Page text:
Liam O’Flaherty is a writer of diverse styles. There is a noticeable shift from violence to compassion in his short stories. His short stories are best described as light of which the surface is cold and shimmering, or an ocean which is so vast, profound and peaceful on the surface and is also not predictable. O’Flaherty presents the relationship between human and nature which in its most elemental state should not be prevented or spoiled by the artificiality of civilization. Earthiness, a kind of primitive force, exists as a fundamental aspect of the life and people, and becomes a thematic motif of his stories. Human beings should not be too far away from animal instincts but retain their close-to-nature characteristics so as to live in harmony with nature according to the law of Mother Earth. In this respect O’Flaherty’s work sometimes resembles that of D. H. Lawrence. His style is generally plain and direct and can be bitter. His stories show his vivid descriptions of animal life as well as a “natural power of empathy”. His stories mainly deal with the struggles of men and women in nature, and the survival of wildlife. O’Flaherty writes best when he does not attempt to impose a moral lesson on his stories but instead creates a faithful account of life and of universal human feelings. Frank O’Connor quotes George Russell as best describing O’Flaherty: “When O’Flaherty thinks, he’s a goose, when he feels, he’s a genius”.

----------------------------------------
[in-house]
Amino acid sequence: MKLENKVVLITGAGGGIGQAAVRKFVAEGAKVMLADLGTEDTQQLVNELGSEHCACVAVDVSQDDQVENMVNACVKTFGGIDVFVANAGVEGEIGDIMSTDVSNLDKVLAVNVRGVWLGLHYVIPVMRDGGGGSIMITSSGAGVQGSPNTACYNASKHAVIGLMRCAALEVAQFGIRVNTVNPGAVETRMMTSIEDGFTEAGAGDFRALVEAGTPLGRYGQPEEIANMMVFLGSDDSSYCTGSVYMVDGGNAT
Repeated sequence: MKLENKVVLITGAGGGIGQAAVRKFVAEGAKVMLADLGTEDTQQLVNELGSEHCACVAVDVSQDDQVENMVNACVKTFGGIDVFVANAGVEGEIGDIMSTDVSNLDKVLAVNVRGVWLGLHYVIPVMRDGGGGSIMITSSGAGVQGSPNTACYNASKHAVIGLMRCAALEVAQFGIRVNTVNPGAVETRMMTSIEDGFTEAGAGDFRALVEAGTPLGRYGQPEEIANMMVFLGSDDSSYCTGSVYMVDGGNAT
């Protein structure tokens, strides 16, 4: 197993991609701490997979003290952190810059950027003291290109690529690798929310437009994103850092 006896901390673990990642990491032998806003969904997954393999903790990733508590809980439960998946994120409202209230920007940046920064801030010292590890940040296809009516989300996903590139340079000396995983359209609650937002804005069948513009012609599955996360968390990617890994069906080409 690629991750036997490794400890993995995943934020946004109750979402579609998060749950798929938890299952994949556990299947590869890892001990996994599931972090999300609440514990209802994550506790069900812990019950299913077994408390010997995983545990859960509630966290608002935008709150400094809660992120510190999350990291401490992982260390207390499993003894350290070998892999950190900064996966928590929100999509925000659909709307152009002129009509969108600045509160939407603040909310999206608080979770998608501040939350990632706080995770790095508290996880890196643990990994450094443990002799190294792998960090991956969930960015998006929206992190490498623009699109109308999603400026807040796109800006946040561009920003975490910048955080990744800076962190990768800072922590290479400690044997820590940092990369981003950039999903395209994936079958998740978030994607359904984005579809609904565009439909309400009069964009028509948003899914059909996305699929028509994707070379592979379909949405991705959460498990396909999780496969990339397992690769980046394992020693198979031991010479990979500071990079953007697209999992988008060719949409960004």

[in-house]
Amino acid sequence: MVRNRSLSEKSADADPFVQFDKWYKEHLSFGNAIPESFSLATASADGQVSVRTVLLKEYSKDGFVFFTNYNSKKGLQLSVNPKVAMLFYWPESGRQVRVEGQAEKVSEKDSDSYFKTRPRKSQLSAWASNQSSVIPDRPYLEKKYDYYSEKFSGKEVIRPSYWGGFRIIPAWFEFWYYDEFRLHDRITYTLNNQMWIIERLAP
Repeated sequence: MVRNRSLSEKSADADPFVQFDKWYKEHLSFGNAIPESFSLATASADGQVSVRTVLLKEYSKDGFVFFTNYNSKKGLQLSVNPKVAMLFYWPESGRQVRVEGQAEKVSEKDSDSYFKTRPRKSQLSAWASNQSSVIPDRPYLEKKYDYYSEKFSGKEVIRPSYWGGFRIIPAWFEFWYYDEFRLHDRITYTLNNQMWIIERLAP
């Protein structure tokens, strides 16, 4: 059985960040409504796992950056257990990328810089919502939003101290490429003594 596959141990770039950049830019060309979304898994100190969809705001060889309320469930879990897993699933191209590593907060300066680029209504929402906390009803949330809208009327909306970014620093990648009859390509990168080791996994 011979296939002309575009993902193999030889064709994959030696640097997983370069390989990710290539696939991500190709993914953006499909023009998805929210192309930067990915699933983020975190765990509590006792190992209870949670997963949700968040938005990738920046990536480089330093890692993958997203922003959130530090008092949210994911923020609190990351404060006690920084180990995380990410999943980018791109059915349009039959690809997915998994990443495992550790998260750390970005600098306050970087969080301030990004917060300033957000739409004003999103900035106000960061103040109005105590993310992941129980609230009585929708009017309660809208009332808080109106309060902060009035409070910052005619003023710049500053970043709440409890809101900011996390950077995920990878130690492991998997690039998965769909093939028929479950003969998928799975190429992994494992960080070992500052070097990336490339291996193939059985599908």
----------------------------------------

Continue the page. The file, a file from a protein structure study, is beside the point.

Ann Wan-lih Chang, was born in Taipei and currently lives in Kaohsiung. She received her M.A. at the Queen’s University of Belfast in 1997 and her Ph.D. at the University of Ulster in 2006. Her major fields of study and research are contemporary Irish women’s writing, the short fiction genre, discourse of stereotypes and archetypes in literary texts. Currently she is the head of the Department of Applied English as well as the director of the Language Centre at Shih-chien University, Kaohsiung Campus.
Abbreviation of Story Collections
Prologue: The Artist and His Art
Chapter One: Art of Storytelling
Chapter Two: Motifs and Issues
Chapter Three: Spectrum of Short Narratives
Epilogue: The Unromantic Seanchaí
Appendix: Liam O’Flaherty: A Select Bibliography